Every #1 Country Single of the Eighties: Conway Twitty, “Don’t Call Him a Cowboy”

“Don’t Call Him a Cowboy”

Conway Twitty

Written by Debbie Hupp, Johnny MacRae, and Bob Morrison

Radio & Records

#1 (1 week)

May 10, 1985


#1 (1 week)

June 1, 1985

I was well into my teenage years before I realized that when Olivia Newton-John sang “let’s get physical,” she wasn’t singing about exercise.

Lord knows how many children sang along with “Don’t Call Him a Cowboy” over the years, only to later realize that Conway Twitty wasn’t singing about riding an animal.

Twitty goes straight for the jugular, mocking Texas men who get the outfit right but couldn’t please a New York City woman to save their lives. He doesn’t just lightly tease the Urban Cowboy archetype.  He draws blood.

I see you’ve got your eye on somethingLeaning on the barBut the toughest ride he’s ever hadWas in his foreign car
So don’t call him a cowboyUntil you’ve seen him ride‘Cause a Stetson hat and them fancy bootsDon’t tell you what’s inside
And if he ain’t good in the saddleLord, you won’t be satisfiedSo don’t call him a cowboyUntil you’ve seen him ride
It’s savage, and I love every second of it.
Don’t Call Him a Cowboy didn’t produce another No. 1 hit, but it was one of Twitty’s strongest studio albums of the decade.  In addition to producing another top five hit for Twitty with “Between Blue Eyes and Jeans,” two songs that would be hits down the road for other artists are also included: “Somebody Lied,” which will be Ricky Van Shelton’s first No. 1 hit, and “The Note,” which was covered by Gene Watson, Tammy Wynette, and Doug Supernaw before becoming a top thirty hit for Daryle Singletary in early 1998.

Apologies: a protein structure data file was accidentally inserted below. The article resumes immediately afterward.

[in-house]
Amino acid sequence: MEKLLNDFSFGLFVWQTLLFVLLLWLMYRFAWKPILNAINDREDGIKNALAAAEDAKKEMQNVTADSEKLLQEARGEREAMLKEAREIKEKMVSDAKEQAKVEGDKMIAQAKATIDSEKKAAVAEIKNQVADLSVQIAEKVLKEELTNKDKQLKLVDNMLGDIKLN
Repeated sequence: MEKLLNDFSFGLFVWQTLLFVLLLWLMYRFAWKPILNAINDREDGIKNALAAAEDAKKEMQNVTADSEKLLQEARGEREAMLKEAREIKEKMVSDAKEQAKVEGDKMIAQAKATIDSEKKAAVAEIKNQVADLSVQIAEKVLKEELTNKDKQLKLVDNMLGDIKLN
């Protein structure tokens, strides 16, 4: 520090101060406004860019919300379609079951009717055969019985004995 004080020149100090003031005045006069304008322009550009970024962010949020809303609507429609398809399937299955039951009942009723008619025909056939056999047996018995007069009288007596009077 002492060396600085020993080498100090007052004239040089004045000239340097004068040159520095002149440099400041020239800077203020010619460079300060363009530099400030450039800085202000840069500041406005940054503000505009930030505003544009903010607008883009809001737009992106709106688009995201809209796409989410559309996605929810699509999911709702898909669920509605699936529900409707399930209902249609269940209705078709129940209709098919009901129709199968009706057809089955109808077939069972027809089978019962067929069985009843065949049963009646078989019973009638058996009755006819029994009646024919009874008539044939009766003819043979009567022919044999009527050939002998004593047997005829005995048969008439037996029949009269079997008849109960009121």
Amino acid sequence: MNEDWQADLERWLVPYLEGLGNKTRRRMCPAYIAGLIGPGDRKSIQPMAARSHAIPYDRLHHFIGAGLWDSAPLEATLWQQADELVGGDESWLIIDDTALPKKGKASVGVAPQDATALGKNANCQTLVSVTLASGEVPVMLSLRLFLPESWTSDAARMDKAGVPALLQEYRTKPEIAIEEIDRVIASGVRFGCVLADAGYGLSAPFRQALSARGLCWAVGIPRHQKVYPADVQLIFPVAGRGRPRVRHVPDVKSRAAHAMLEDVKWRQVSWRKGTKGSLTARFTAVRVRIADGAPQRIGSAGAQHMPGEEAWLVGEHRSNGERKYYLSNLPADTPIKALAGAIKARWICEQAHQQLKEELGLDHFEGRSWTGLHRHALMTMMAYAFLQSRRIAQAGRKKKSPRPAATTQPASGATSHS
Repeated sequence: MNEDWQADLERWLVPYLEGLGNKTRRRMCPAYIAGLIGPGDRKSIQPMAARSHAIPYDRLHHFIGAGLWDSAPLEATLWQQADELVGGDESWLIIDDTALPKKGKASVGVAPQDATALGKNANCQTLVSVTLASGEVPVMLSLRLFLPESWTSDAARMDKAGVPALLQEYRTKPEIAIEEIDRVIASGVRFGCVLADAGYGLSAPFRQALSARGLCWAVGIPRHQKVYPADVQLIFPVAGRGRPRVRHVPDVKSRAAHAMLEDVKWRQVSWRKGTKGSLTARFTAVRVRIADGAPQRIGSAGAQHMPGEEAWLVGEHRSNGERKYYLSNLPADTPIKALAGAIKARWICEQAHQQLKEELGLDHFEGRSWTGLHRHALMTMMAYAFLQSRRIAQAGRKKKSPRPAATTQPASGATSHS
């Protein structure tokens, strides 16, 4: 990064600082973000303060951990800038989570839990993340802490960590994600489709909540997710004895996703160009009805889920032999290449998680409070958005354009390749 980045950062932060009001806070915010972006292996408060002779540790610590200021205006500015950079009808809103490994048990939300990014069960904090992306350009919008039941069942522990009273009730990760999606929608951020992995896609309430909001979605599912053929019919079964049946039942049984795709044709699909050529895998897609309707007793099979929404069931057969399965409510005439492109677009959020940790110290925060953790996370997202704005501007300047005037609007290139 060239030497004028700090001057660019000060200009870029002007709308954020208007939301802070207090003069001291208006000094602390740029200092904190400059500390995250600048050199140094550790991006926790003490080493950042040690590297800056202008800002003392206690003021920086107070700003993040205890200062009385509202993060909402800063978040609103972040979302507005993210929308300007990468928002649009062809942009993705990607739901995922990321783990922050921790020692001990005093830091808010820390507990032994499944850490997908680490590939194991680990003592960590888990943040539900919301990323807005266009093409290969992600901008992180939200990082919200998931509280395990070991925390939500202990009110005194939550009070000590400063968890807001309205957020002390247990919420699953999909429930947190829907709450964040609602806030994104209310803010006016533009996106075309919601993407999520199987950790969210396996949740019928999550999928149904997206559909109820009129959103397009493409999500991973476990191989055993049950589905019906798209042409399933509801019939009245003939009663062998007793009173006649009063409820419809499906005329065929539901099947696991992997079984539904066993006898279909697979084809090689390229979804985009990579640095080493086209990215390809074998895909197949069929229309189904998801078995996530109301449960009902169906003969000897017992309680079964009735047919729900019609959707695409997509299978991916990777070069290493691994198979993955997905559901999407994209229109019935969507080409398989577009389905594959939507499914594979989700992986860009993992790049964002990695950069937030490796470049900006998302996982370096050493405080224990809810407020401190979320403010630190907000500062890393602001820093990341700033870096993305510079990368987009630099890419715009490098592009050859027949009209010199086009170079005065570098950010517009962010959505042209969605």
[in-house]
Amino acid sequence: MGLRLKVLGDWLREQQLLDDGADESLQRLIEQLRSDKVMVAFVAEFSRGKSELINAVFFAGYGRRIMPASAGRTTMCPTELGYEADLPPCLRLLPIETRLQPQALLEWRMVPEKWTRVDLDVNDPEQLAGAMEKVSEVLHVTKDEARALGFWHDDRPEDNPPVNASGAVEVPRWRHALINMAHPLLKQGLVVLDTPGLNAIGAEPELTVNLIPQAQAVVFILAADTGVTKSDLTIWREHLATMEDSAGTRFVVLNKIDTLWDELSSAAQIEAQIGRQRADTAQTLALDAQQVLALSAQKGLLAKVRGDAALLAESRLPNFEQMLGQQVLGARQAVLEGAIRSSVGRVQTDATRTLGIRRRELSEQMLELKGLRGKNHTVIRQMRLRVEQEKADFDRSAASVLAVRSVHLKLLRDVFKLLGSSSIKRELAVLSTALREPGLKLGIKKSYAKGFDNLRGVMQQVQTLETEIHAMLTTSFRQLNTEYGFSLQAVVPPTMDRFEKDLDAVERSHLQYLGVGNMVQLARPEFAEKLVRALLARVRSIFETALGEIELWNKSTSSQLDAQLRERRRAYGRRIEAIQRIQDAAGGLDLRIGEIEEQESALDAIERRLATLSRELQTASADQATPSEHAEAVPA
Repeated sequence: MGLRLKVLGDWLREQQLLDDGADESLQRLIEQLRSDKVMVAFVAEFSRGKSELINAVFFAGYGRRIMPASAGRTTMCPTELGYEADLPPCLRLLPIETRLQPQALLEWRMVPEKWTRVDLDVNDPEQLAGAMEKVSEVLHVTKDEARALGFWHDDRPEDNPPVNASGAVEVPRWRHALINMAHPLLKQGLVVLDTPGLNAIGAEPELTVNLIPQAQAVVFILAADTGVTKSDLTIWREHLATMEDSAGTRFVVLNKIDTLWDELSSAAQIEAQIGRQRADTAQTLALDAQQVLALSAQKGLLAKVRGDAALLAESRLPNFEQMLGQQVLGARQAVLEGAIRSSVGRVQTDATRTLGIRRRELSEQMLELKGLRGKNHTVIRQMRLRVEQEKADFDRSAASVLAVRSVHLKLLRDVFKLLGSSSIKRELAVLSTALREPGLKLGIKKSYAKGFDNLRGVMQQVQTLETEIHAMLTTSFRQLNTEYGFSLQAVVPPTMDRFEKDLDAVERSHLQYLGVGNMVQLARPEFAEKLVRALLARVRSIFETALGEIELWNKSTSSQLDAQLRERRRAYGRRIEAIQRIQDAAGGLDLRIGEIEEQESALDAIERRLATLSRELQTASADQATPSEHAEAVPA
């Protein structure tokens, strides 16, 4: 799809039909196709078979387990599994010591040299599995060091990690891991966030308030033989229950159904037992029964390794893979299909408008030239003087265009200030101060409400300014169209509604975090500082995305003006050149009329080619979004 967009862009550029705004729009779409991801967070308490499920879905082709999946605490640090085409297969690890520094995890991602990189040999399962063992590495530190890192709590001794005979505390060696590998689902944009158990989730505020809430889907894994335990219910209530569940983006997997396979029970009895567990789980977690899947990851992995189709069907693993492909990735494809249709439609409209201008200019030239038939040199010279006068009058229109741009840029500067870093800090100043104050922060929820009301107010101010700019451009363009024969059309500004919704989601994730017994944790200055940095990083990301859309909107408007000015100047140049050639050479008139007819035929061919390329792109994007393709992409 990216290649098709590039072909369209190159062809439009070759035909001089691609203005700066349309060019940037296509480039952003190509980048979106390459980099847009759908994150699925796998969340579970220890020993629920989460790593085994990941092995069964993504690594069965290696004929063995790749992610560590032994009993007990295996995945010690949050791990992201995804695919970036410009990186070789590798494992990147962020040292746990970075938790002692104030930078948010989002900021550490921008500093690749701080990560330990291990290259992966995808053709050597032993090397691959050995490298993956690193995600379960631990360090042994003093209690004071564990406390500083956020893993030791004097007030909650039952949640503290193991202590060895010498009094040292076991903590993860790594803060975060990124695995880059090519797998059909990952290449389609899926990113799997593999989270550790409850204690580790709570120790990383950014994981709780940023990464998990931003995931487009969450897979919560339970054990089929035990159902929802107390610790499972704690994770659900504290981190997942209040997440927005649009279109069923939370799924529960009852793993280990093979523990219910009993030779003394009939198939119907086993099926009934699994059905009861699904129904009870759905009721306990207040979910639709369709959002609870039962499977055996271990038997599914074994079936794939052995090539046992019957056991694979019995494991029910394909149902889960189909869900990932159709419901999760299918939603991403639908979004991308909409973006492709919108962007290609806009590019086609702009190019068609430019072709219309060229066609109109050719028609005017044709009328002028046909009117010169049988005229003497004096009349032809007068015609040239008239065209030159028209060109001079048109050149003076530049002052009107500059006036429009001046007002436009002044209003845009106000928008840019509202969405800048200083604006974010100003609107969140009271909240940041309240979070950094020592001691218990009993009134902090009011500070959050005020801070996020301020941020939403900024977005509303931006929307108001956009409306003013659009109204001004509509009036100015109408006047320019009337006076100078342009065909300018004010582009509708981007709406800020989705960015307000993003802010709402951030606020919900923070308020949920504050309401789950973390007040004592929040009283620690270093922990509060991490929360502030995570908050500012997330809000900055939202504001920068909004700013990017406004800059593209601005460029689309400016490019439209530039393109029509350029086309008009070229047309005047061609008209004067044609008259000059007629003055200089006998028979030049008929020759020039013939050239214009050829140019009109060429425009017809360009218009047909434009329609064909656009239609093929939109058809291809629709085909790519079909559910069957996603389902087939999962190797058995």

“Don’t Call Him a Cowboy” gets an A

Every No. 1 Single of the Eighties

Previous: Sylvia, “Fallin’ in Love” |

Next: Ronnie Milsap, “She Keeps the Home Fires Burning”

Open in Spotify


  1. “Don’t Call Him a Cowboy” was his overall 50th #1 single in country music in the USA up to that point. That includes the Billboard, Record World, Cash Box and Radio & Records publications. By 1985 he also had six others between rock-and-roll and country to top major charts in other countries. His career ended with 62 total worldwide certified #1 singles

  2. Lord almighty, songs moved up and down the charts a lot faster in the ’80s. I know there are some years with over 50 different chart-toppers so they didn’t just sit atop the list long, but seeing Reba and Conway Twitty again this fast is a surprise.

    I love everything about this song. From the hilarious yet savage (excellent description, Kevin) lyrics to the horse hooves sound effects to Conway’s wry vocal performance. My only surprise here was re-reading the credits and finding out this isn’t a Jimmy Bowen production, but Ron Treat with Conway and his widow Dee behind the console.

  3. The galloping horse hooves are the perfect mocking touch, no?

    This song is a blast. So fun yet so sharp.

    Revisiting all his number ones from this decade has revealed just how influential and important Twitty was as a musician in Nashville.

    David B. Shared his impressive career chart successes.

    Not since Nat Stuckey sang about plastic saddles has a song been so loaded with double entendres.

    God, I love Conway Twitty.

Leave a Reply

Your email address will not be published.

This site uses Akismet to reduce spam. Learn how your comment data is processed.